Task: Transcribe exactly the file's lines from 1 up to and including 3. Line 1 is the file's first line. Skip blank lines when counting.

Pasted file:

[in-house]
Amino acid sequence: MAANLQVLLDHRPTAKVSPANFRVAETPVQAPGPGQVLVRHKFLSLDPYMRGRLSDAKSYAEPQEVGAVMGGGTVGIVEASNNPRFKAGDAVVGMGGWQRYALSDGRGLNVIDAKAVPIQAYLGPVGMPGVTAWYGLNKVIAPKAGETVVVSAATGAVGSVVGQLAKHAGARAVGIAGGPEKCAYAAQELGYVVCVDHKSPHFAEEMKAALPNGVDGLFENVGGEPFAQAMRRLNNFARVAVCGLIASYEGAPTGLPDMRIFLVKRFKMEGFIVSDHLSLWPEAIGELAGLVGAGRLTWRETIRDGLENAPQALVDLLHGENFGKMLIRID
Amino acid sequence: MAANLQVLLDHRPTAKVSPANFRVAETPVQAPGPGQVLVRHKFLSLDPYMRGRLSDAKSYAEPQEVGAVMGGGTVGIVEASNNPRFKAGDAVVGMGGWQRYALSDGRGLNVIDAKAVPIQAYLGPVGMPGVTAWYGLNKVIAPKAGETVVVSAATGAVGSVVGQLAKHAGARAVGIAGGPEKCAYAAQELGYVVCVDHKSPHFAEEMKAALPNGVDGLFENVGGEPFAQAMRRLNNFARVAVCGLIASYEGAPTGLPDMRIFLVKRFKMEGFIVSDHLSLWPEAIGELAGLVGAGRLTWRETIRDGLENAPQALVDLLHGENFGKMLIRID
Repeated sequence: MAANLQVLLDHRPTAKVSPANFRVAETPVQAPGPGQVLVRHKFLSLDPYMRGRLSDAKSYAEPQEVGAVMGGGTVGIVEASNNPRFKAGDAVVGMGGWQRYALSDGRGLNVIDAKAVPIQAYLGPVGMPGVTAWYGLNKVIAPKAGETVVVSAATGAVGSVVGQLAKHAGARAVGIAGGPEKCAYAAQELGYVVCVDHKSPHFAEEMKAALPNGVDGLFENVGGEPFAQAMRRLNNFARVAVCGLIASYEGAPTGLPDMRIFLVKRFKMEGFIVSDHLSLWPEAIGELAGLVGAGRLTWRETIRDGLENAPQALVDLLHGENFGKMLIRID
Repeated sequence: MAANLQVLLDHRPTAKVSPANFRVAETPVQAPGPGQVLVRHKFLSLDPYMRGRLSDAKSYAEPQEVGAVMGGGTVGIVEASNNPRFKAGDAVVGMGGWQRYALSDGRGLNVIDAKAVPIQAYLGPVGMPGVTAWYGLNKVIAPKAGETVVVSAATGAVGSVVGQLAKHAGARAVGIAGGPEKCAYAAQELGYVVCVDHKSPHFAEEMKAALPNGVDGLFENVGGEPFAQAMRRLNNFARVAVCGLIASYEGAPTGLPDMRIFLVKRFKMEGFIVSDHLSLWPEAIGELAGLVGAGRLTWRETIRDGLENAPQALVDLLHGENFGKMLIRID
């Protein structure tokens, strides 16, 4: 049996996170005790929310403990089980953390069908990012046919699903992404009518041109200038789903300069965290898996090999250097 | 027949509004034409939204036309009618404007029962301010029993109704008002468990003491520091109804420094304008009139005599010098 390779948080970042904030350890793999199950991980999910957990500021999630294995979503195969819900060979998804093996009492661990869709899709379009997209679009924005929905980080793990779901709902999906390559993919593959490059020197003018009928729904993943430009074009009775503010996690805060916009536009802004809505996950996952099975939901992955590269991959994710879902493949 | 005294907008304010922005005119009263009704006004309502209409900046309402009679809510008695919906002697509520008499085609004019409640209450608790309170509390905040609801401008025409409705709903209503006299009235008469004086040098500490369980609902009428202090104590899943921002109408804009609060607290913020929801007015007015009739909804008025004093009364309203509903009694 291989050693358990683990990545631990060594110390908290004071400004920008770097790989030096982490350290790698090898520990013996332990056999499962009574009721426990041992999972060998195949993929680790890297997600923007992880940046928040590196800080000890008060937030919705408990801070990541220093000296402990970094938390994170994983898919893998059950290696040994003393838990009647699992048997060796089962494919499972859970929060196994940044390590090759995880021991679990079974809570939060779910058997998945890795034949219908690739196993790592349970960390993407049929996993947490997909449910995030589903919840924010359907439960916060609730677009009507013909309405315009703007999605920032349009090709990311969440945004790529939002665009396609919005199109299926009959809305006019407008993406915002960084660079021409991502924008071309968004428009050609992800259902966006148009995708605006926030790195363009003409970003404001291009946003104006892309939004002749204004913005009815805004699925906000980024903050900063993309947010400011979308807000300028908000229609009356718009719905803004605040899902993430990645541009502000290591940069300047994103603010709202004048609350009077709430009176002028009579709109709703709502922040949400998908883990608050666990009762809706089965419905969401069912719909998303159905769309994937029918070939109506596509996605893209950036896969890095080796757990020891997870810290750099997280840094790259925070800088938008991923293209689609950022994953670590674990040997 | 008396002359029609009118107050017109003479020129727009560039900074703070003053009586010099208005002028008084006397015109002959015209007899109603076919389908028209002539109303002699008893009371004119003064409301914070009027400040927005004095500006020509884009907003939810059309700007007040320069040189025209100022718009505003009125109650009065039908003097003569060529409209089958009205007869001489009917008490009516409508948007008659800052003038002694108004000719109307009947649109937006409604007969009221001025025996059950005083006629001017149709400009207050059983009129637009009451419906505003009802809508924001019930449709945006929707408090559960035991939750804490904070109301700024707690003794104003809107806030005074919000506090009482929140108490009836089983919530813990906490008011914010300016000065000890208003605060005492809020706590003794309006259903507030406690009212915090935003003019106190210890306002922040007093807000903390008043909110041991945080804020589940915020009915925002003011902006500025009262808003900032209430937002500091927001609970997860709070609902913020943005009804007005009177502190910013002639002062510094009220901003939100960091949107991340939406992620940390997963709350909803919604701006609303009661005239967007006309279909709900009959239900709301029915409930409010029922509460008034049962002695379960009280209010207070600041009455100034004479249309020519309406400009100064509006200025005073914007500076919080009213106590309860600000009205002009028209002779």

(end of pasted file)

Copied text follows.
[in-house]
Amino acid sequence: MAANLQVLLDHRPTAKVSPANFRVAETPVQAPGPGQVLVRHKFLSLDPYMRGRLSDAKSYAEPQEVGAVMGGGTVGIVEASNNPRFKAGDAVVGMGGWQRYALSDGRGLNVIDAKAVPIQAYLGPVGMPGVTAWYGLNKVIAPKAGETVVVSAATGAVGSVVGQLAKHAGARAVGIAGGPEKCAYAAQELGYVVCVDHKSPHFAEEMKAALPNGVDGLFENVGGEPFAQAMRRLNNFARVAVCGLIASYEGAPTGLPDMRIFLVKRFKMEGFIVSDHLSLWPEAIGELAGLVGAGRLTWRETIRDGLENAPQALVDLLHGENFGKMLIRID
Amino acid sequence: MAANLQVLLDHRPTAKVSPANFRVAETPVQAPGPGQVLVRHKFLSLDPYMRGRLSDAKSYAEPQEVGAVMGGGTVGIVEASNNPRFKAGDAVVGMGGWQRYALSDGRGLNVIDAKAVPIQAYLGPVGMPGVTAWYGLNKVIAPKAGETVVVSAATGAVGSVVGQLAKHAGARAVGIAGGPEKCAYAAQELGYVVCVDHKSPHFAEEMKAALPNGVDGLFENVGGEPFAQAMRRLNNFARVAVCGLIASYEGAPTGLPDMRIFLVKRFKMEGFIVSDHLSLWPEAIGELAGLVGAGRLTWRETIRDGLENAPQALVDLLHGENFGKMLIRID